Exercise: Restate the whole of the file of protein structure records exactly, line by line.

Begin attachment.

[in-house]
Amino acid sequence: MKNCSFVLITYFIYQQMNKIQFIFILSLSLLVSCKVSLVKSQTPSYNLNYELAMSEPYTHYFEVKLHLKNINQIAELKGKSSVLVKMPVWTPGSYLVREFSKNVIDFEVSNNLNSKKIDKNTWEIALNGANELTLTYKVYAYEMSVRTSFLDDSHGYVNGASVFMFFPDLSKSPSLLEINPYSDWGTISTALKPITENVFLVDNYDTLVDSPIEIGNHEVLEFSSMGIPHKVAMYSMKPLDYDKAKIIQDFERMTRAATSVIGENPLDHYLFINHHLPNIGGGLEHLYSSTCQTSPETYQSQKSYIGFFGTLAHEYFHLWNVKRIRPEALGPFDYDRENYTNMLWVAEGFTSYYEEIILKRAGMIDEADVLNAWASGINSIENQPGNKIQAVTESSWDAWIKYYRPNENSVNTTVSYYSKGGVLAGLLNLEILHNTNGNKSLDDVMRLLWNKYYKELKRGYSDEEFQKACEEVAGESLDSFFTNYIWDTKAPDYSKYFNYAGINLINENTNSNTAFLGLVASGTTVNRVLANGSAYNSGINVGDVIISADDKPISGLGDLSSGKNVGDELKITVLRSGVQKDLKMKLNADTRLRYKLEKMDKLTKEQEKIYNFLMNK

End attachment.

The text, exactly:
[in-house]
Amino acid sequence: MKNCSFVLITYFIYQQMNKIQFIFILSLSLLVSCKVSLVKSQTPSYNLNYELAMSEPYTHYFEVKLHLKNINQIAELKGKSSVLVKMPVWTPGSYLVREFSKNVIDFEVSNNLNSKKIDKNTWEIALNGANELTLTYKVYAYEMSVRTSFLDDSHGYVNGASVFMFFPDLSKSPSLLEINPYSDWGTISTALKPITENVFLVDNYDTLVDSPIEIGNHEVLEFSSMGIPHKVAMYSMKPLDYDKAKIIQDFERMTRAATSVIGENPLDHYLFINHHLPNIGGGLEHLYSSTCQTSPETYQSQKSYIGFFGTLAHEYFHLWNVKRIRPEALGPFDYDRENYTNMLWVAEGFTSYYEEIILKRAGMIDEADVLNAWASGINSIENQPGNKIQAVTESSWDAWIKYYRPNENSVNTTVSYYSKGGVLAGLLNLEILHNTNGNKSLDDVMRLLWNKYYKELKRGYSDEEFQKACEEVAGESLDSFFTNYIWDTKAPDYSKYFNYAGINLINENTNSNTAFLGLVASGTTVNRVLANGSAYNSGINVGDVIISADDKPISGLGDLSSGKNVGDELKITVLRSGVQKDLKMKLNADTRLRYKLEKMDKLTKEQEKIYNFLMNK